personal training st. john's

personal training st. john's
I was lying down on the couch the other day and went to push myself off to get up.

My leg was in such a position that it activated the crap out of my glute. You see, I was propped up on some pillows and the unique position I had my legs bent actually put my glutes in an advantageous position (relative to my hamstrings) to execute hip extension. Referred to as active insufficiency, the bi-articular hamstring muscle which crosses the hip and knee joints, was in a disadvantageous position to activate.

Robert Panariello actually just wrote about this on Bret Contreras’ blog HERE.

In his post, Robert discusses a glute test that utilizes an assessment table and plyometric box.

This position was how I was propped up on this couch, sort-of.

I was thinking how I could simulate this in the gym without the assessment table because this bridge variation is actually very effective at targeting you glutes.

I was playing around in the gym this morning and came up with these two unique bridge variations.

Thanks to active insufficiency, your glutes should dominate this bridge variation. Robert describes this table set-up as a test/assessment, which I agree with, but I also believe the test can serve as the exercise.

If you’re new to this exercise and have weak glutes, do the two leg variation. There is more stability and a lower chance you’ll use your hamstrings. Place two kettlebells at the end of an exercise bench. Move to the end of the bench and form a 90-degree angle at your knees. Find neutral spine and gently brace your abs. Drive your heels into the handles of the kettlebells and lift your hips upward. You should feel a strong contracting in both glutes. As Pavel says, “Squeeze and break the walnut!” Hold for a few seconds and return to the starting positing.

I like performing one or two sets prior to my lower body workouts completing a total of 20-ish reps.

Once your glutes get strong together (e.g. bilaterally), it’s time to try the single leg version. Here, ensure your abs are braced so you don’t hyperextend your low back and so you can control the rotational torque applied to your pelvis/low back. You might notice a bit more hamstring activity in this version, but ensure you butt takes the brunt of the load. Follow the same instructions above but execute with one leg held in the air.

My hands are holding onto the bench so I don’t slide away from the kettlebells. They are not helping in the hip lift.

If you don’t have access to kettlebells, you can place two dumbbells on end.

Happy glute training!

-JK

photo credit: Steve Snodgrass via photopin cc

I recently visited Newfoundland for one month, and was looking for a good place to train while I was there. Jon and the team at JK conditioning really took the time to assess what I already knew, and set achievable goals for the time that I had with them. The gym was such a great place to push yourself. It had everything you needed, but more importantly it had a well organized, very knowledgeable, and really motivating group of trainers to push you at each workout. Not to mention a really nice group of other members who also motivated me to go that little bit further. I would highly recommend the gym to anyone who has a goal and wants to find a place to help them achieve it.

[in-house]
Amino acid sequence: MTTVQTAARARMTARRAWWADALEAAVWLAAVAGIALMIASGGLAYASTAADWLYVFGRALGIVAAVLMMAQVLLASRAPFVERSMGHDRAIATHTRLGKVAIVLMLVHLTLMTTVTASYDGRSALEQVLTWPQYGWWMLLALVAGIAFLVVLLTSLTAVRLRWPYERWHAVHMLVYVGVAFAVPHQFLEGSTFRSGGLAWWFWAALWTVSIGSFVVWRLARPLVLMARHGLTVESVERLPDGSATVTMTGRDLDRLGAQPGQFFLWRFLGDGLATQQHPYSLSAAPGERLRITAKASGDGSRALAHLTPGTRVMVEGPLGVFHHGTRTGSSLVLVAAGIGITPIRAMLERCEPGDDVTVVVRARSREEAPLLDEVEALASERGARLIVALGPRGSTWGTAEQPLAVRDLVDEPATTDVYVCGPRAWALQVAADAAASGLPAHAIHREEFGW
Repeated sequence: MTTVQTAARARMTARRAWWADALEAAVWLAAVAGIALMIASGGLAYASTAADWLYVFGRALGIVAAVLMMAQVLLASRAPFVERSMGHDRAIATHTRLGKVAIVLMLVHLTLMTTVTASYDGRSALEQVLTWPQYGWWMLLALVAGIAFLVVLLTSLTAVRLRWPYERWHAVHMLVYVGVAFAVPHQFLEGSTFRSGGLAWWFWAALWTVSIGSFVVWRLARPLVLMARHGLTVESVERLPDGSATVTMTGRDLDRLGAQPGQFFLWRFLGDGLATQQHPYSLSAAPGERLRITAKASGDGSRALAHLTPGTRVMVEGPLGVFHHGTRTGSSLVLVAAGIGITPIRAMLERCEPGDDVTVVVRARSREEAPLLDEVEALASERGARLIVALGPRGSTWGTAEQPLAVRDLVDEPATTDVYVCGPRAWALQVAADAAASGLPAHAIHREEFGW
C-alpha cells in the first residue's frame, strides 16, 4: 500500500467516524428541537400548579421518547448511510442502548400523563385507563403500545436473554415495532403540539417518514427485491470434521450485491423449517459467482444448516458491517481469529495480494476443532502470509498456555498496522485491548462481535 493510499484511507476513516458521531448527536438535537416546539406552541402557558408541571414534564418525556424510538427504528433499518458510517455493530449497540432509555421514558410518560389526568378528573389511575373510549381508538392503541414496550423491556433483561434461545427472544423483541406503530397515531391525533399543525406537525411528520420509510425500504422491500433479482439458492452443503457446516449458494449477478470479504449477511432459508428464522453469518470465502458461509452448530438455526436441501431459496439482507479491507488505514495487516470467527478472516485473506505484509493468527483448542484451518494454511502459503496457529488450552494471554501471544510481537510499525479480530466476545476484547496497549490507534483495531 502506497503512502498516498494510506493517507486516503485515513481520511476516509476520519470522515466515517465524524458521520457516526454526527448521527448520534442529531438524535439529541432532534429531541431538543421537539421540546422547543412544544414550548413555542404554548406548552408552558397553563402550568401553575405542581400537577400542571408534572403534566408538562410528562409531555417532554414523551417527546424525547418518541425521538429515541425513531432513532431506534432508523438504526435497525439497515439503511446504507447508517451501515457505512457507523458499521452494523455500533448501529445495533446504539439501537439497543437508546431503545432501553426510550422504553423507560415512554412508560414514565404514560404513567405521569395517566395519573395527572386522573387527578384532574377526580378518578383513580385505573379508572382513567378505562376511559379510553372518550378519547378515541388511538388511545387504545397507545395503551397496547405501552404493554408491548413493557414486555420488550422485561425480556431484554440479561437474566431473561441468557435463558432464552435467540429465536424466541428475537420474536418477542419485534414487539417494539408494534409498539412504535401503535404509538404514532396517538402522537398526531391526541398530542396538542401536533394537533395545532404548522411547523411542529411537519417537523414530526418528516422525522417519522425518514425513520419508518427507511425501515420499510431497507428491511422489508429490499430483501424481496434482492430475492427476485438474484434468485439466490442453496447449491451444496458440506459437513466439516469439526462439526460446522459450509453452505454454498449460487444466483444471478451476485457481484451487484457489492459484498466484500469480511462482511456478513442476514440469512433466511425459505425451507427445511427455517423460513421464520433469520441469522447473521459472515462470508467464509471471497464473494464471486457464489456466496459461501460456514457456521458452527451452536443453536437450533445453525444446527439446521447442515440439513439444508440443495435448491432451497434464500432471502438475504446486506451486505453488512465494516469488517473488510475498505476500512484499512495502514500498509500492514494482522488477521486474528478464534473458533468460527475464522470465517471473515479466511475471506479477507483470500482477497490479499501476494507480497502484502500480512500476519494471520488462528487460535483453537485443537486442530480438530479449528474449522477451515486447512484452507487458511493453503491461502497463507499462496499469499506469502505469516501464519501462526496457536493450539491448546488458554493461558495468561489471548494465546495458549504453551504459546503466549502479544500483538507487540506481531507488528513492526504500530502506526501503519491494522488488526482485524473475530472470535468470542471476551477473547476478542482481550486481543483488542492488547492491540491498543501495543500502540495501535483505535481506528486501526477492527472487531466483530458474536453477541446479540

lisa jumping onto a box

JKC was recommended to me by a fellow runner. I was experiencing injuries, and feeling weak and fragile. When I started with JKC, Jon asked me about my goals and my focus. I wanted to concentrate specifically on running, and preventing injury. Jon developed a program for me that has enabled me to focus on my form and strength and has been flexible enough to enable me to train for many different races. I have been training with JKC for six years, and during that time I have enjoyed Jon and Thomas’s expertise in a very warm and supportive atmosphere.

I saw an article in Men’s Journal that quoted Jon in about 2018 while traveling and was impressed that someone in St. John’s made that international magazine.  Jon spoke about an exercise called the Farmer’s Walk and I started working that into my routine at the YMCA. I tore that article out of the magazine and kept it, meaning to make contact, but got busy. Then I had lunch with an old friend Bruce Dyke. I hadn’t seen Bruce for a while and I remarked that he looked super healthy and fit. He told me about his, and his son Cas’, experience at JKC and then I remembered the Men’s Journal article! No coincidences!

The experience is unique on many levels – great people, camaraderie, passion, purpose, and dedication. Jon and Thomas are attentive, precise and understanding.  Their teaching has unlocked a new perspective for me with what our bodies are capable of. I still appreciate the YMCA, wonderful place, but I can’t imagine working out without Jon and Thomas now.

Courtney Sharpe

Nutritional Coaching by Julia Howard

For the past two months I have worked with the JKC team and have never felt better! In addition to a personal fitness plan, JKC’s holistic nutritionist, Julia, worked with me and around my busy schedule to educate me on healthier food options and meal planning. I maintain a daily food log which Julia reviews and provides feedback on and we also have weekly chats to discuss my nutritional goals and potential improvement areas. Julia also helped me to identify and work around dietary constraints which have caused digestion issues for years!

Julia and the rest of the JKC family have helped me get my confidence back! I love starting my days with a good sweat and a healthy breakfast. I understand what foods make me feel my best and my body is well on its way to becoming more lean, fit and happy! I would totally recommend Julia and the entire JKC team!

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